Such is the case with Premier Alden McLaughlin’s recent remarks in the Legislative Assembly on the topic of single-member voting districts.
In brief, Mr. McLaughlin said his government has “concerns” about splitting the Cayman Islands up into 18 or 19 districts that would be so small that the outcomes of elections could be easily influenced.
The premier said the government would take more time to consider the issue, and wasn’t yet set on a particular system — despite the Progressives party platform calling for the implementation of single-member districts before the 2017 election.
Some may accuse Mr. McLaughlin of breaking his promise. If that’s the case, good for him.
The editorial board has explained our stance on campaign promises: Make fewer of them, and don’t be afraid to break one if you’ve got good reason.
The next election is more than three years away. That’s enough time to spend a full year researching voting systems of all types — for large nations, small countries, territories, municipalities and districts; then spend another year determining what the best system is for Cayman; and then spend another year implementing it.
If it doesn’t get done before 2017, that’s fine. In this instance, sticking with the status quo isn’t doing immediate harm to the country or costing taxpayers money.
While the current electoral system is far from perfect, it has worked reasonably well in the past, including a year ago, and this is one area where unintended consequences could dictate the future course of the country.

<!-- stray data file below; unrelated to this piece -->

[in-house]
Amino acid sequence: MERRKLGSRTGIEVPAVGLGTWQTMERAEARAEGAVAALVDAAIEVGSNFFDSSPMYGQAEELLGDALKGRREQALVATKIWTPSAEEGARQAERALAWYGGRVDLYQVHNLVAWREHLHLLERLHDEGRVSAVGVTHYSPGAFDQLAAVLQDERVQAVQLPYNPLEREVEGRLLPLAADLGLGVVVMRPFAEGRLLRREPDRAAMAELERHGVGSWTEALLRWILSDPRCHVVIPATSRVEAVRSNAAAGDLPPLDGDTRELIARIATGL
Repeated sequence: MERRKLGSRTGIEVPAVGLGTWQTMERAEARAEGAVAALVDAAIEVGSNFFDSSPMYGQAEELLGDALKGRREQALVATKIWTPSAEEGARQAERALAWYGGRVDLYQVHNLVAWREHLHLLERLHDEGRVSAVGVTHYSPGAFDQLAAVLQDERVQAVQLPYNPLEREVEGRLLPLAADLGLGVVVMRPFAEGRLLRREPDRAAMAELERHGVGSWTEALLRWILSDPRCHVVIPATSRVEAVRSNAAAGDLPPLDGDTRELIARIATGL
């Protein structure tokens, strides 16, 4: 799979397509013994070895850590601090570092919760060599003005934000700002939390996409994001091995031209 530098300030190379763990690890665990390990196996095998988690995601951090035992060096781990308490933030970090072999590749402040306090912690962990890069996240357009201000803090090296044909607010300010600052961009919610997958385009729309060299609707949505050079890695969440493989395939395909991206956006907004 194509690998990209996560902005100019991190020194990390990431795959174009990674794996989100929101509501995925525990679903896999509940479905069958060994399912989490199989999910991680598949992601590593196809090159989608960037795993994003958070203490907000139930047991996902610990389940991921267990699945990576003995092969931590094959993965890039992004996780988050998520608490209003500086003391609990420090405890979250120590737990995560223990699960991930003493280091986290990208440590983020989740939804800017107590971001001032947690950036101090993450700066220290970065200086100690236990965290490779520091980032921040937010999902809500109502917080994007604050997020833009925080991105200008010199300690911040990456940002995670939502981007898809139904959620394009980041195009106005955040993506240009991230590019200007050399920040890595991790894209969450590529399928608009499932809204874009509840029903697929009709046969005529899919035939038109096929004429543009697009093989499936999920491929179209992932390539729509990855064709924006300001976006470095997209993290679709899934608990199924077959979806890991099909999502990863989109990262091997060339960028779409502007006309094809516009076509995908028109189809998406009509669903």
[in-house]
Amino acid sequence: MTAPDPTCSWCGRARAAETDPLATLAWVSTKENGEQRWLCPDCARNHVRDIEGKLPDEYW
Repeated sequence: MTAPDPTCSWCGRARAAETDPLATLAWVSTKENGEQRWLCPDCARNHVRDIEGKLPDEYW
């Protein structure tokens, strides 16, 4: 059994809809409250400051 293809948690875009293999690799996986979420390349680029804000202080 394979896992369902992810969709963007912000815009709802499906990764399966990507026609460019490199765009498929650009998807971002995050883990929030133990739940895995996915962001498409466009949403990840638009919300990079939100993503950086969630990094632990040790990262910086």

Take, for example, the venerable tradition of gerrymandering districts — i.e. drawing boundaries in such a way that it practically ensures the victory or defeat of a particular member. Currently unknown in Cayman, that purely political issue dominates the agendas of state legislatures across the U.S., particularly right after the decennial national census, and the new maps are followed by legal challenges that clog up the courts for years afterward.
Making radical revisions to voting, the foundation of democracy, is a complicated and delicate task that requires much expertise and sensitivity to local communities of interest.
“One man, one vote” and “single-member constituencies” are two distinct concepts that unfortunately were conflated before the July 2012 referendum.
The former means that each person can vote for only one candidate in the district. The latter means only one representative is elected from each district. They are neither dependent on one another nor mutually exclusive.
In reality, the OMOV proposal in 2012 could not be sufficiently explained through campaign sloganeering, and the ballot item up for voters’ consideration was far too complex for the poll results to mean much of anything at all — except that there isn’t much of a consensus on the topic.
For now, the editorial board is remaining neutral on what particular voting system, including the current one, is best for Cayman. The possibilities have not been adequately explored yet.
In addition to single ballots and single-member districts, the government should widen the scope of its inquiry to include voter registration, expatriate representation, ballot-casting options, ballot-counting methods, and whether or not to stagger, limit, shorten or lengthen the terms served by elected members, among other topics.
When contemplating changing the way the country votes, the government should proceed with patience and extreme caution — following the example of Sun Tzu’s “Art of War” rather than Alfred Tennyson’s “Charge of the Light Brigade.”